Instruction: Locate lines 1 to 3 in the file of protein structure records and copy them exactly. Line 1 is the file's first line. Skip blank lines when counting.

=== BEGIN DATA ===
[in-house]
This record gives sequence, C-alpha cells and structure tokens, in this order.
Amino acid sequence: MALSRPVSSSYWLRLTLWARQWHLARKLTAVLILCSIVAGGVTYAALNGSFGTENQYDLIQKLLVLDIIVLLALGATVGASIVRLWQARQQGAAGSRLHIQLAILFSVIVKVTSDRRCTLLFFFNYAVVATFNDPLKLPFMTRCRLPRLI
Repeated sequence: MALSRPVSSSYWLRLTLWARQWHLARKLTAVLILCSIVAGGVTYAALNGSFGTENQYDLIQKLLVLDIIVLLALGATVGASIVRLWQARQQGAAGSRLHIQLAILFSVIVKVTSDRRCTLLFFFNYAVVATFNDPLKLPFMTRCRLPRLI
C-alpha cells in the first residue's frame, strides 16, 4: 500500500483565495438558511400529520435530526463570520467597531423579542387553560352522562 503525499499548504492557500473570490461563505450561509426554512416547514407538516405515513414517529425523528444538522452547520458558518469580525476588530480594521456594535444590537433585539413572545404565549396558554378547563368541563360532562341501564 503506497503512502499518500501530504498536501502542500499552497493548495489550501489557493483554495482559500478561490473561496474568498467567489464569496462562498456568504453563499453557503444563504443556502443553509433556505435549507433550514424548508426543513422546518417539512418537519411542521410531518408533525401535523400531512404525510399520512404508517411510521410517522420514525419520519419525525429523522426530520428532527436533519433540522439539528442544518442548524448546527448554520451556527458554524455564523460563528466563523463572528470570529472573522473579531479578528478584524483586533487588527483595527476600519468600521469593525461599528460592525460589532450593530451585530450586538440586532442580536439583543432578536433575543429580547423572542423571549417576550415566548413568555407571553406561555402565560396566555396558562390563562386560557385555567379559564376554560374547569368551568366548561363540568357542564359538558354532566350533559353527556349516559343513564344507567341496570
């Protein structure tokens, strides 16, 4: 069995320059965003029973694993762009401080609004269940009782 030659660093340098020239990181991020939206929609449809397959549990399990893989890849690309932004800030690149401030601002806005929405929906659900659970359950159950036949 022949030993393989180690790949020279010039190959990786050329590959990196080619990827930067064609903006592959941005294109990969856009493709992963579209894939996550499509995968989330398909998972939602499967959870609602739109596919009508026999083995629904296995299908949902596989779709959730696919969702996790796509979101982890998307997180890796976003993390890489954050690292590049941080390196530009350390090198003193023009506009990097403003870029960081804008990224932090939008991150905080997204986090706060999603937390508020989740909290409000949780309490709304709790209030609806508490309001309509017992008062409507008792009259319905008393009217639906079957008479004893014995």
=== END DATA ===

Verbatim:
[in-house]
This record gives sequence, C-alpha cells and structure tokens, in this order.
Amino acid sequence: MALSRPVSSSYWLRLTLWARQWHLARKLTAVLILCSIVAGGVTYAALNGSFGTENQYDLIQKLLVLDIIVLLALGATVGASIVRLWQARQQGAAGSRLHIQLAILFSVIVKVTSDRRCTLLFFFNYAVVATFNDPLKLPFMTRCRLPRLI